• If you know me, you realize I am eclectically interested and eclectically involved. Call it the Oo, Shiny Syndrome, the Butterfly Syndrome (I have a tendency to flit from one thing to the next to the next), or just call it Oh, Squirrel! Regardless, my goal is to focus more on the task(s) at hand and only pursue something new if I’ve thought it through and maybe, just maybe, set something else aside. (That is almost painful to commit to. Who says we can’t spin two dozen plates at the same time?)
  • Narrowing my focus means it’s far more likely than I can do some of those things I’ve been planning for years, things like publishing a novel and a nonfiction book. There, I’ve said it. I won’t only be content if I birth these two book babies, I will be ecstatic.
  • Between a gym membership, online fitness site memberships, and the DVDs I have on hand, there is no reason I can’t be stronger and healthier by the end of 2020 than I am now. That plus the fact that I actually like to exercise. Yes, I am one of those weird people.
  • Hand in hand with getting more exercise is the importance of eating a nourishing diet. To all of you who do, kudos! Really! By the end of 2020, I want to be consistently eating more healthfully. I’m not committing to perfection, whatever that may mean, but the more I eat healthy foods, the more I want to do so. I already know that. It’s just a matter of putting the knowing into practice—and using all those fancy gadgets and cookbooks I’ve purchased, hoping they’ll motivate me to do better.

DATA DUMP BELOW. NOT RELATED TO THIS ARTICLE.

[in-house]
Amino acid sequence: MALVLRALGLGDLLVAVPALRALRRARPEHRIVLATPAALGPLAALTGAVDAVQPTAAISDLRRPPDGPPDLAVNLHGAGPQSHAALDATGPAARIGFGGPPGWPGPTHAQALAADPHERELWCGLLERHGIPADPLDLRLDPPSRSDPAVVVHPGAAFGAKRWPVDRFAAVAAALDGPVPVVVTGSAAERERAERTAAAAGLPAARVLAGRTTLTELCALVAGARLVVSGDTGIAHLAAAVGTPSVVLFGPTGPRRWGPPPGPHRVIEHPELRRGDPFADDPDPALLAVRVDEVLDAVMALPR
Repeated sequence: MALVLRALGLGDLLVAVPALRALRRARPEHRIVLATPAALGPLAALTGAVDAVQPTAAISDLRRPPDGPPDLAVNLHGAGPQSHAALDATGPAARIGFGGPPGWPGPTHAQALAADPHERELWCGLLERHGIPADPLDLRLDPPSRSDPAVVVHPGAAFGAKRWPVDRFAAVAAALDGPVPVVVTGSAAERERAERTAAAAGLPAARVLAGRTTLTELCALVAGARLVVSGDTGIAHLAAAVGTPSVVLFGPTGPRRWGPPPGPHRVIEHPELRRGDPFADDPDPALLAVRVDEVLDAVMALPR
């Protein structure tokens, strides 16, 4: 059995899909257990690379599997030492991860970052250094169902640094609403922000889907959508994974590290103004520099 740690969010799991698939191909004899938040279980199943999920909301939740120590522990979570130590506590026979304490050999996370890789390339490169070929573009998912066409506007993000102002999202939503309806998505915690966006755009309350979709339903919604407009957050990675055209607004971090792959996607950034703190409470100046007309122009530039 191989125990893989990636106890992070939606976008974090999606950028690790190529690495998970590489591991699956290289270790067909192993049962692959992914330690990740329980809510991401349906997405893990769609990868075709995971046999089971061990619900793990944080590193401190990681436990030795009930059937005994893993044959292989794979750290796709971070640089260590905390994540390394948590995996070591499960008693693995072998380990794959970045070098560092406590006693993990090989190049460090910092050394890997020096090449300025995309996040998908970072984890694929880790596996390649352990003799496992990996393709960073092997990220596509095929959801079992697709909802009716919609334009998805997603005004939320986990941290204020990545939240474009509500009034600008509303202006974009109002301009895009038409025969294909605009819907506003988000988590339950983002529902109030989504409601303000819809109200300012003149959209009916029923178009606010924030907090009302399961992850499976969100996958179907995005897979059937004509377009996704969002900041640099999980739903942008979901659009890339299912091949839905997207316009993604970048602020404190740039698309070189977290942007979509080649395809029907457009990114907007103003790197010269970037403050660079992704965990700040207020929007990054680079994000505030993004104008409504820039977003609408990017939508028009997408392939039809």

• My To Be Read (TBR) pile is monumentally high. Plus, several of my favourite authors will be releasing new books that I will be tempted to buy over the next 12-13 months. Contentment doesn’t necessarily mean I won’t buy some of these books, but it does mean I will deliberately get to some of those books I have neglected far too long.
  • And speaking of books, I have numerous versions of the Scriptures—and access to the others online. While I will be using some of the Bible study tools I have on hand, I don’t need anything more than my Bible to grow in my faith over the coming year. The plan is to focus more on reading God’s Word than being distracted by all the shiny study resources that are sure to come to my attention.

So, what about you? Do you have a word for 2020? Have you set some goals for yourself? I’d love to hear about it.

May 2020 overflow with the very richest of blessings!

Tweetable: 6 Reasons to make your plans for the new year at the end of November. Via #StephBethNickel #2020 #newyearsresolutions #goals [Click to tweet]

Steph Beth Nickel
Steph Beth Nickel